A Baton Rouge man accused of spreading terror across East Baton Rouge Parish for 3½ hours the morning of July 27, 2014, was convicted Monday night on rape, armed robbery, kidnapping and other charges.
The rape convictions will put 23-year-old Andre Young behind bars for the rest of his life.
Having just been robbed at gunpoint along with three others and told he was now free to leav…
Young was found guilty on 10 counts of armed robbery, four counts of attempted armed robbery, and two counts each of aggravated rape, second-degree kidnapping, attempted second-degree murder and simple burglary. He was acquitted on two attempted armed robbery counts.
State District Judge Richard Anderson will sentence Young on Dec. 1. Anderson ordered Young held without bail.
Young was convicted of raping two sisters after robbing them at gunpoint and abducting them in their car. The attempted murder counts related to the shooting of two men in separate incidents. Young was 19 at the time of the crime wave.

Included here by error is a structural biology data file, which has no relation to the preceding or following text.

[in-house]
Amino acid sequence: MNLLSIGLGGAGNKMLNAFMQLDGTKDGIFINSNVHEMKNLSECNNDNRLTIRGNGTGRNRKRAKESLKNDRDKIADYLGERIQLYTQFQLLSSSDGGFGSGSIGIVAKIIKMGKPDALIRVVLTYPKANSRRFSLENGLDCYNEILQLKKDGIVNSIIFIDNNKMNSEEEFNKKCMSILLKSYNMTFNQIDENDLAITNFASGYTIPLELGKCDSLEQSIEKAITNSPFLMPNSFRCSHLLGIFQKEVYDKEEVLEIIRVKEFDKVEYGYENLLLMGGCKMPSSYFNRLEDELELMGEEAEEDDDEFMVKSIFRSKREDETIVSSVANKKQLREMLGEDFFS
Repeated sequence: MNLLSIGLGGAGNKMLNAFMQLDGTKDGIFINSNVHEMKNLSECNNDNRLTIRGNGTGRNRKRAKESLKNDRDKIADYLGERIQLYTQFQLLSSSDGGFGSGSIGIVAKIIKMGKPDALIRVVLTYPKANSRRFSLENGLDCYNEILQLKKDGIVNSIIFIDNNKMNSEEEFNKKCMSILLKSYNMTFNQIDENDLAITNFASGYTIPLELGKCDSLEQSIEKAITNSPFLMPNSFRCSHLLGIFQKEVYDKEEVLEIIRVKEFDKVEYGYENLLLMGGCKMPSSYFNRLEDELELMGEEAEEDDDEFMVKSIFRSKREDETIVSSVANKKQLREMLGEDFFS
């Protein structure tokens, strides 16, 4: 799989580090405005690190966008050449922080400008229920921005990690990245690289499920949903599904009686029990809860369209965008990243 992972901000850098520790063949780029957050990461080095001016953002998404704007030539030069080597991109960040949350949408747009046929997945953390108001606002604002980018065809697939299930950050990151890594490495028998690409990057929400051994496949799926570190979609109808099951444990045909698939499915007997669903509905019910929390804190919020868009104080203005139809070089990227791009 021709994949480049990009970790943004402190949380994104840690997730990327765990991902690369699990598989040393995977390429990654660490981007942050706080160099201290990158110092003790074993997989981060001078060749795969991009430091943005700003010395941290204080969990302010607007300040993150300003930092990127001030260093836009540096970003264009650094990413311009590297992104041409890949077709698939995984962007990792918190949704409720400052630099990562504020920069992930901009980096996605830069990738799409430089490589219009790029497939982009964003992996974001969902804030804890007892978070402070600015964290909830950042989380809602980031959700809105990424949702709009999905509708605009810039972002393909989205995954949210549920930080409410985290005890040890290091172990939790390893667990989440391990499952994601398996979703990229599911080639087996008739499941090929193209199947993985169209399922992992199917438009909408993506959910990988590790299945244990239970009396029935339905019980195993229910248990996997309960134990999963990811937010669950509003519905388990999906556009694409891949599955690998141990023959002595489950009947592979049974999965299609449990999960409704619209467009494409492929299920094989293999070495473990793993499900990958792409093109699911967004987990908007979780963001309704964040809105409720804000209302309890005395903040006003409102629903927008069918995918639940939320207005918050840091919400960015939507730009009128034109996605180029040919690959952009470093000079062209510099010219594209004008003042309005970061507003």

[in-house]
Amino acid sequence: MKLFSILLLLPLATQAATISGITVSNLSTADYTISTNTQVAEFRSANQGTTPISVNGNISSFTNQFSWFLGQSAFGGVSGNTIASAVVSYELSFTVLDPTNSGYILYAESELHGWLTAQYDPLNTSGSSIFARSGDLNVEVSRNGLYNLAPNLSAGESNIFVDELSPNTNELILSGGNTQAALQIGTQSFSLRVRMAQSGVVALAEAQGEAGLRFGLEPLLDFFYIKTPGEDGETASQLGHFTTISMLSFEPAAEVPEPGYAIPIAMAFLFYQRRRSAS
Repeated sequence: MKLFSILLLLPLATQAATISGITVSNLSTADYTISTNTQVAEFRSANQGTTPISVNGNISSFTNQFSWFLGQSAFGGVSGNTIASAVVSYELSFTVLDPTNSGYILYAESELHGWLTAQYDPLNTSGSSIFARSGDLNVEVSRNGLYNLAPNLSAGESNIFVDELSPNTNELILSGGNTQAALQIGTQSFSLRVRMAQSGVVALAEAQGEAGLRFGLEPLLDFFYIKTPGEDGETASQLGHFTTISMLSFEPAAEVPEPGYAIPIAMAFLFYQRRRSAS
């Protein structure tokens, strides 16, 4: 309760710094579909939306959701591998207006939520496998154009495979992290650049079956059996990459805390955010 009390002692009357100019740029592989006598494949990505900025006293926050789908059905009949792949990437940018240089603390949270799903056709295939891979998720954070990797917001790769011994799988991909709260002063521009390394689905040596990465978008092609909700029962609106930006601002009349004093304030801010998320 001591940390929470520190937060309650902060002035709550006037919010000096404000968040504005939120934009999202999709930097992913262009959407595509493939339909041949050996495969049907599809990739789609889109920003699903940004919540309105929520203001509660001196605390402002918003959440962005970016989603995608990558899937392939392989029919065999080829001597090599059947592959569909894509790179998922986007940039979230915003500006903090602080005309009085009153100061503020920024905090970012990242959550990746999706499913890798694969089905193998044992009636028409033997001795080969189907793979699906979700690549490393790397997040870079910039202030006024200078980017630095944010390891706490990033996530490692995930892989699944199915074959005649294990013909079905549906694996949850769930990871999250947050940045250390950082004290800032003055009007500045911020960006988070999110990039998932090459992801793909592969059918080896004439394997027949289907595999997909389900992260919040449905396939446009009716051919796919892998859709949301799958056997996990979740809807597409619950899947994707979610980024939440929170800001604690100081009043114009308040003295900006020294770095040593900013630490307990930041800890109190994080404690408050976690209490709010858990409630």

East Baton Rouge Parish First Assistant District Attorney Tracey Barbera told the jury during the trial that "hell had broken loose" in the parish that Sunday morning. She argued that DNA, fingerprints and victim identifications linked Young to the rash of crimes.
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On that morning, police said, Young and two accomplices robbed a woman on McClelland Drive at 4:30 a.m., then robbed a group of people less than a block away in a parking lot on Greenwell Street. The accomplices fled when Young forced two women they had robbed into one of the victims' cars, drove them to a nearby BREC park on Evangeline Street and raped them. The accomplices were not caught.
Young then drove the same car to Ontario Street, where he robbed a man at 6 a.m. Another man emerged from his home during the robbery and yelled in the direction of Young, who walked across the street and shot the man in the stomach. He survived the shooting. Young drove away in a Lexus belonging to the man he robbed on Ontario Street.
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Police spotted Young shortly after 8 a.m., chased him and eventually found him hiding under a house on Shelley Street. Young lived on that street.
Young's court-appointed attorneys argued to the jury that authorities ended their investigation after arresting Young and disregarded the accomplices.
Testimony in the case began Sept. 29. The jury deliberated more than two hours Monday.